Tuesday, July 6, 2010

A rare plant community grows along the shore of Hawksnest Pond

The Plymouth gentian found at Hawksnest and Black ponds, is a species of Special Concern.

Hawksnest Pond was formed when the retreating glacier left behind a huge block of ice, half-buried in the sand.  When the ice melted, it left a large depression called a kettle pond, or a coastal plain pond.  A coastal plain pond is one of the rarest wetland types in North America.

The plants growing along the sandy shore of Hawksnest Pond together make up the Coastal Plain Pondshore Community.  We'll call it the Pondshore Community for short.  It's composed of a mixture of herbaceous and grass-like plants, growing between the shallow water and the shrubs that surround the pond.

They grow in soil ranging from patches of sand, sandy or muddy peat, to cobbles.

The pondshores in the Six Ponds District of Harwich are considered an "imperiled plant community" by the State.  Not only is this plant community home to several rare species, but it also helps safeguard the pristine water quality of Hawksnest.

A constantly changing environment

The Pondshore Community occurs in those ponds with no surface inlet or outlet, and with a gradual slope to the shore. The community develops best in small ponds or bays of larger ponds--places that avoid the wave and ice damage typical of large ponds.

The ponds are windows into the groundwater, which moves easily through the sand surrounding the ponds. As a result, the water level rises and falls with the water table through the seasons, which in most years leaves exposed shores expanding throughout the summer.

Many of the plant species are able to start growth from seed, perennial basal leaves, or roots while inundated with water in the spring.  They grow in the increasingly dry, nutrient poor soils as the season progresses.  Other plants may germinate only when exposed.

Hawksnest during high water, usually early in the year. 
Flooding keeps shrubs back, enabling Plymouth gentian to compete.

In wet years, when the water level does not recede as far as in dry years, the plants may grow vegetatively while submerged, with little flowering, or may not grow or germinate at all.

Not only do the water levels change through the year, but between years as well.  Only one year in about 5 may be dry enough for the community to develop fully. The lowering of water levels during the growing season is probably the single most important factor in providing suitable habitat for the plants of the Pondshore Community.

Hawksnest during drought, 1993. Because the plants require low water to reproduce, they are most vulnerable to foot traffic at this time.

The waters of coastal plain ponds tend to be nutrient poor and acidic. The plants of the Pondshore Community are particularly adapted to the nutrient poor conditions--so they are able to compete with plants from other communities that require more nutrients.
The periodic flooding of the shore also helps to keep out shrubs and upland plants, and the periodic drying keeps out aquatic plants.
Characteristics of the community
The Pondshore Community contains a number of plants which seldom occur elsewhere. Some may be locally abundant, mixed in with more common marsh emergents such as rushes, sedges, Boneset and Purple Gerardia.
The plants of the community appear to form zones between the water and the shrubs around the pond. The driest zone, inundated only in the highest water, may have New England boneset* or Maryland meadow-beauty, both considered rare in Massachusetts. The higher shoreline is home to Thread-leaved sundew (common on these ponds but uncommon elsewhere), and Spatulate-leaved sundew.  The mid to upper level is home to redroot (a species of special concern) found in the Six Ponds District.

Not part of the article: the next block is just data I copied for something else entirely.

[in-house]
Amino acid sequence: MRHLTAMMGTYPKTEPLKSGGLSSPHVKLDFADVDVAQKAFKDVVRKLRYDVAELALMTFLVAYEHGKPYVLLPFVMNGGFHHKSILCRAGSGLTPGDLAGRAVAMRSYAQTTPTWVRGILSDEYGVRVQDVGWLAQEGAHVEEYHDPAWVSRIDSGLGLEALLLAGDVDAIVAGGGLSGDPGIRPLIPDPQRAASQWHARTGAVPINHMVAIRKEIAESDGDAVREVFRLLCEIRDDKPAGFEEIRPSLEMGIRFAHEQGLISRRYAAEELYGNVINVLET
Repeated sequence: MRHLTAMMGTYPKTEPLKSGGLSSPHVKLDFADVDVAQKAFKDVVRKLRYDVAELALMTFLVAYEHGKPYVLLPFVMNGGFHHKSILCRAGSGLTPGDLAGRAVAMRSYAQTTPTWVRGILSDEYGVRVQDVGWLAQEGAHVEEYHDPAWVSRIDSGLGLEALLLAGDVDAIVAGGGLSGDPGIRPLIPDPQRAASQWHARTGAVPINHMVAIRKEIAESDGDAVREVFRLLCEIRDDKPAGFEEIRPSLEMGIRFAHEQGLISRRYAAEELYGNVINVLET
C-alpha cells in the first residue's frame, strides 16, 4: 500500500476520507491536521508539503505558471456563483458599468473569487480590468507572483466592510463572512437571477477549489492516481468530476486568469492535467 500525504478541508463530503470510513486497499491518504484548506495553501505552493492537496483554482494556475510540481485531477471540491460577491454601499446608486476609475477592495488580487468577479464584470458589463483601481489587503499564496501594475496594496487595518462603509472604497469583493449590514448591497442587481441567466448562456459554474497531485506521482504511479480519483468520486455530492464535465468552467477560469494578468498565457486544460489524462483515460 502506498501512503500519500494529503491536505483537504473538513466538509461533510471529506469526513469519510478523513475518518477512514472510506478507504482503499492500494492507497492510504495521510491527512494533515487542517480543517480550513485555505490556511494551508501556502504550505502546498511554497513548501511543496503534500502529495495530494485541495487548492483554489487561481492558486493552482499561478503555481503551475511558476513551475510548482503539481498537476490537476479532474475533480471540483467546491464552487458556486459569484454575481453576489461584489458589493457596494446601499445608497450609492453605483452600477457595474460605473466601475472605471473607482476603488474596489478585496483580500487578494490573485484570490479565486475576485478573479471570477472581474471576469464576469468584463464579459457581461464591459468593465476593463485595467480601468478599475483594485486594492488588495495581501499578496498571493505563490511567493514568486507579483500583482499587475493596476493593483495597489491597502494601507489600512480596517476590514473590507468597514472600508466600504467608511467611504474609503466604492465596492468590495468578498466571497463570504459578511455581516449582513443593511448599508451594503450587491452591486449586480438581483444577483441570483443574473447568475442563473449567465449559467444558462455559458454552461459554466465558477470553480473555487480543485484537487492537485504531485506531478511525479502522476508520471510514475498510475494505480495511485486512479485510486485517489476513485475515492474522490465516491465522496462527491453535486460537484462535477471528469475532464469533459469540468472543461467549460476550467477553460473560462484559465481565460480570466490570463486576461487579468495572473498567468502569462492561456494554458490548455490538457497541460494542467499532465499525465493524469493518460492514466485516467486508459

Threats and Management

Pondshore Communities have several threats caused by human disturbance. The community requires natural fluctuation of the water levels along the shore. Artificially maintained high water levels reduce the area of shore available for the Pondshore Community. Most of the plants of the community can withstand high water for a few years, which happens naturally, but most need to be out of water to reproduce.

Human use of the pondshores, including walking, offroad vehicles, and beach building, restricts plant growth. Experiments have shown that a few walking trips can create a trail where no plants grow. In areas of heavy use, the plants of the Pondshore Community can easily be eliminated.

Nutrient enrichment from septic systems poses a serious long-term threat to the natural balance** of ponds.  This can change the character of the ponds, allowing algae and pondweeds not native to the ponds to grow and reduce the habitat available to the plants of the Pondshore Community.

Excessive drawdown from pumping at town wells reduces natural fluctuations and allows woody species to advance down the shores.

Gallery of members of the community

The carnivorous spatulate-leaved sundew, by Debbie Barnegat. Not rare, but uncommon.

Maryland meadow beauty, by Ken Clark. Shown on maps in Brewster. Last seen in Harwich in 1918--I don't know if it has been seen at Hawksnest.

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*    New England boneset (Eupatorim novae-angliae) appears to be a hybrid of two other plants, but can persist in an area without both parent species present, so is though to be a distinct species.  Not known to have occurred at Hawksnest.

**  The upset in natural balance of ponds from too many nutrients, causing fast "aging" of the pond and blooms of toxic algae, is called "eutrophication."

This article is quoted and condensed from a fact sheet.
You can find a list of rare species for Harwich here.

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